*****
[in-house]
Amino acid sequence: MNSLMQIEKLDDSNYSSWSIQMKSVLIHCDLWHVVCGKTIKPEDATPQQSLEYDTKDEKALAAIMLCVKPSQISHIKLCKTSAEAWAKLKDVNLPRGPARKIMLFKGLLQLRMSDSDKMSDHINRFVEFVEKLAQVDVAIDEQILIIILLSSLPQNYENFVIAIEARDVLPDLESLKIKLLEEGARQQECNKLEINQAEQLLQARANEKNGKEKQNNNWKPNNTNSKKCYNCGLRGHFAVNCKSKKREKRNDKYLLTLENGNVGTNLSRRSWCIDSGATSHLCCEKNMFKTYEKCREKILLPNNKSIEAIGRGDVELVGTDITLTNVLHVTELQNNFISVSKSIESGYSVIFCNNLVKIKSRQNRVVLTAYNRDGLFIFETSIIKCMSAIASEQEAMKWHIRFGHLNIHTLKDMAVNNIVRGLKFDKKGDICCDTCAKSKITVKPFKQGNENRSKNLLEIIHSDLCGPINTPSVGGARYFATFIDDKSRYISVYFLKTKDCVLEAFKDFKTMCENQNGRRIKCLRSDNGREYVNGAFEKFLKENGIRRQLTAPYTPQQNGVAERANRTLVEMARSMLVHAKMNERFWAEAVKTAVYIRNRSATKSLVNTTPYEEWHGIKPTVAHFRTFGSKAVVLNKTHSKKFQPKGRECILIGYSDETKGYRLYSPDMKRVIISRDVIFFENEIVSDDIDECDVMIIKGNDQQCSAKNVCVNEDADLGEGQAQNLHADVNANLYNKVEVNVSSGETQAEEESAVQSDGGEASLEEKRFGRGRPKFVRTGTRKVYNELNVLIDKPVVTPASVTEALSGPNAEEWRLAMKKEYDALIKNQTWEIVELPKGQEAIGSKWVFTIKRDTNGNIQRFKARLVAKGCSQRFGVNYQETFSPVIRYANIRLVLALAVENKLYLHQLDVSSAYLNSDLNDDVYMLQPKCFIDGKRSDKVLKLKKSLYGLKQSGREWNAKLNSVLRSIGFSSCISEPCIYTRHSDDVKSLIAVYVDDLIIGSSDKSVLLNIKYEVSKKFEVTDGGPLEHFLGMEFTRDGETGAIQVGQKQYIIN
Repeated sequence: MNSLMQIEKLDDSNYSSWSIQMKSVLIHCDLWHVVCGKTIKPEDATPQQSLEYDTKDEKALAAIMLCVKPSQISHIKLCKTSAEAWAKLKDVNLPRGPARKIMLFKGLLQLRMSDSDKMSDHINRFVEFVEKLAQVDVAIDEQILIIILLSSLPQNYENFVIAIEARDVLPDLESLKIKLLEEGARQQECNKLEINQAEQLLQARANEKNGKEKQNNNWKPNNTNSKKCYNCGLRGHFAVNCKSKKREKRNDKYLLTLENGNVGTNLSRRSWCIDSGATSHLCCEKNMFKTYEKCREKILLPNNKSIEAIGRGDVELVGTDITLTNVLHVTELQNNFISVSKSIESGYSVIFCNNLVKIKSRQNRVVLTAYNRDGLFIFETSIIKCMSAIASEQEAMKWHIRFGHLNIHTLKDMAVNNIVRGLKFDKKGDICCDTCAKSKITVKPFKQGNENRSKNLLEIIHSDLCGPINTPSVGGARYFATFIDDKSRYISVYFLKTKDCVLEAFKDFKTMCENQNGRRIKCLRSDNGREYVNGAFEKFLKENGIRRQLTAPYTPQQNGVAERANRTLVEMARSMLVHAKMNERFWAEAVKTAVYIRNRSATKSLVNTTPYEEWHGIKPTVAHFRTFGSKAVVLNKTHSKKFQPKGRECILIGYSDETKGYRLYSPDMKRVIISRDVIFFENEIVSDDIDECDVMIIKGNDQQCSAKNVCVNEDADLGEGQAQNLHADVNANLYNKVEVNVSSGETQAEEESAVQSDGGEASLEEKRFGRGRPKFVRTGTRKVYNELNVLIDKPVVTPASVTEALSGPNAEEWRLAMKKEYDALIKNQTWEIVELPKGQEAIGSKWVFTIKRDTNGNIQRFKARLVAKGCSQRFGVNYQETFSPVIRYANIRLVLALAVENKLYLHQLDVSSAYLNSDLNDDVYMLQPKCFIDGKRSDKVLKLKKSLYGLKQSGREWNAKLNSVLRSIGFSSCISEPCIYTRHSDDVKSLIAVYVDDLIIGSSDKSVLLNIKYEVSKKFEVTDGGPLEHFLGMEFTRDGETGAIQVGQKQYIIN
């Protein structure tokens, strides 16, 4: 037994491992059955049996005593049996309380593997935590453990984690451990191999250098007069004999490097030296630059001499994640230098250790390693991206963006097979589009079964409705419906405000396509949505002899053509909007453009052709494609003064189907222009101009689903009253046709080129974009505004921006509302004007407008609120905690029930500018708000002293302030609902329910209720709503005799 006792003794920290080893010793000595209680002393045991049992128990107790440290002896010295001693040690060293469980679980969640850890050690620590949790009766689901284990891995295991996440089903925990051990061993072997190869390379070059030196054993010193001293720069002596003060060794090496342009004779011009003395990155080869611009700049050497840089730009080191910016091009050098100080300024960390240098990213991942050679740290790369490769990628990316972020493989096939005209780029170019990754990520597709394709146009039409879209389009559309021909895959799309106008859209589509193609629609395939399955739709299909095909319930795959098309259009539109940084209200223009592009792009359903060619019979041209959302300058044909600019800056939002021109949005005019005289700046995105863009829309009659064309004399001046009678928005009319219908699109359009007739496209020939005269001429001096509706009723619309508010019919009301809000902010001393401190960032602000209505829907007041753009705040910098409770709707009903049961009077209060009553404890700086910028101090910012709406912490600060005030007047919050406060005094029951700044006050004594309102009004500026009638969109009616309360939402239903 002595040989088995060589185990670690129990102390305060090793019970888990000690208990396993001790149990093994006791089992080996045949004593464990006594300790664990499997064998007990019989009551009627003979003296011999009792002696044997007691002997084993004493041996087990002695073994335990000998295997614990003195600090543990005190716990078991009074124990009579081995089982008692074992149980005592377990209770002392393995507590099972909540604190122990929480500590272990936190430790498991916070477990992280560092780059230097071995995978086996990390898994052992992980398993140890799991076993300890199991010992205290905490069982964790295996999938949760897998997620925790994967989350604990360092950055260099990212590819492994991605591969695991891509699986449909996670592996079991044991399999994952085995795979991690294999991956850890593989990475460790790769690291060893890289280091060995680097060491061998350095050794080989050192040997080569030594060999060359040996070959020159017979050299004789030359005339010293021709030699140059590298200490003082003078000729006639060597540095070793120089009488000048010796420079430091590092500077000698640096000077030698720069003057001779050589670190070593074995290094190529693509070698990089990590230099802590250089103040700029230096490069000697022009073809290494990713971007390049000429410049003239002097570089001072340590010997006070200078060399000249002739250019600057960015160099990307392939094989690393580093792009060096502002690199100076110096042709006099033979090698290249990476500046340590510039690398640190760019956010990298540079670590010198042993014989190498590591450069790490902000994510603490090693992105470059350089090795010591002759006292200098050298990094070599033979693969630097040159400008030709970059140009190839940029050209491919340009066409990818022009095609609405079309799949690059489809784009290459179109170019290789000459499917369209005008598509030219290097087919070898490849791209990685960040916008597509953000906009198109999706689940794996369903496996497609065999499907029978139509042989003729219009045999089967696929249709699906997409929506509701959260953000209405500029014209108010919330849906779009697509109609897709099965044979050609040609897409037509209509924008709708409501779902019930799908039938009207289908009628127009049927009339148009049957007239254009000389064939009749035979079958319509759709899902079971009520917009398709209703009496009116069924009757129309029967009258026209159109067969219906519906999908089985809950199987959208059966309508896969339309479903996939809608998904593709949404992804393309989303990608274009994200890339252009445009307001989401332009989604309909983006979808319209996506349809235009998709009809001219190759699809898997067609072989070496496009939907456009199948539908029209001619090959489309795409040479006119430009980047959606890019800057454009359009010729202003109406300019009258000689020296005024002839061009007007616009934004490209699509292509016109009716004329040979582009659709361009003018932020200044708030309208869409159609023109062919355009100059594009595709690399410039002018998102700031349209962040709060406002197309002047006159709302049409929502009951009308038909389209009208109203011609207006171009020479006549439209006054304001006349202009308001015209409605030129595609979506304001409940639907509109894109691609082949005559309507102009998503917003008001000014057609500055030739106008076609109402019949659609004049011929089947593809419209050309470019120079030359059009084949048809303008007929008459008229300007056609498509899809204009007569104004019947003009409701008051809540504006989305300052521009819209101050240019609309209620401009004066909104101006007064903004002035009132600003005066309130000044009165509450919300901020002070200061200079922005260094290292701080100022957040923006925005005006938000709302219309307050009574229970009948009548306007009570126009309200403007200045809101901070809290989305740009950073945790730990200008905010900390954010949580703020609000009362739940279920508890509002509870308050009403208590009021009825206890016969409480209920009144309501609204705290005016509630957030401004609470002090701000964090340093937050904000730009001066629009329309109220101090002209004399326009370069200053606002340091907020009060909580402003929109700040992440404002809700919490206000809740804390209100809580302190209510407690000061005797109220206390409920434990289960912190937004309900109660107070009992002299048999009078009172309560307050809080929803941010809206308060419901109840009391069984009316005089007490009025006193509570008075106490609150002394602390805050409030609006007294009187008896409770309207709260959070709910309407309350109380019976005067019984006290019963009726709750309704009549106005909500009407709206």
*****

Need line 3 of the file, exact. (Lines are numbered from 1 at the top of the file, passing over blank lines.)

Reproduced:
Repeated sequence: MNSLMQIEKLDDSNYSSWSIQMKSVLIHCDLWHVVCGKTIKPEDATPQQSLEYDTKDEKALAAIMLCVKPSQISHIKLCKTSAEAWAKLKDVNLPRGPARKIMLFKGLLQLRMSDSDKMSDHINRFVEFVEKLAQVDVAIDEQILIIILLSSLPQNYENFVIAIEARDVLPDLESLKIKLLEEGARQQECNKLEINQAEQLLQARANEKNGKEKQNNNWKPNNTNSKKCYNCGLRGHFAVNCKSKKREKRNDKYLLTLENGNVGTNLSRRSWCIDSGATSHLCCEKNMFKTYEKCREKILLPNNKSIEAIGRGDVELVGTDITLTNVLHVTELQNNFISVSKSIESGYSVIFCNNLVKIKSRQNRVVLTAYNRDGLFIFETSIIKCMSAIASEQEAMKWHIRFGHLNIHTLKDMAVNNIVRGLKFDKKGDICCDTCAKSKITVKPFKQGNENRSKNLLEIIHSDLCGPINTPSVGGARYFATFIDDKSRYISVYFLKTKDCVLEAFKDFKTMCENQNGRRIKCLRSDNGREYVNGAFEKFLKENGIRRQLTAPYTPQQNGVAERANRTLVEMARSMLVHAKMNERFWAEAVKTAVYIRNRSATKSLVNTTPYEEWHGIKPTVAHFRTFGSKAVVLNKTHSKKFQPKGRECILIGYSDETKGYRLYSPDMKRVIISRDVIFFENEIVSDDIDECDVMIIKGNDQQCSAKNVCVNEDADLGEGQAQNLHADVNANLYNKVEVNVSSGETQAEEESAVQSDGGEASLEEKRFGRGRPKFVRTGTRKVYNELNVLIDKPVVTPASVTEALSGPNAEEWRLAMKKEYDALIKNQTWEIVELPKGQEAIGSKWVFTIKRDTNGNIQRFKARLVAKGCSQRFGVNYQETFSPVIRYANIRLVLALAVENKLYLHQLDVSSAYLNSDLNDDVYMLQPKCFIDGKRSDKVLKLKKSLYGLKQSGREWNAKLNSVLRSIGFSSCISEPCIYTRHSDDVKSLIAVYVDDLIIGSSDKSVLLNIKYEVSKKFEVTDGGPLEHFLGMEFTRDGETGAIQVGQKQYIIN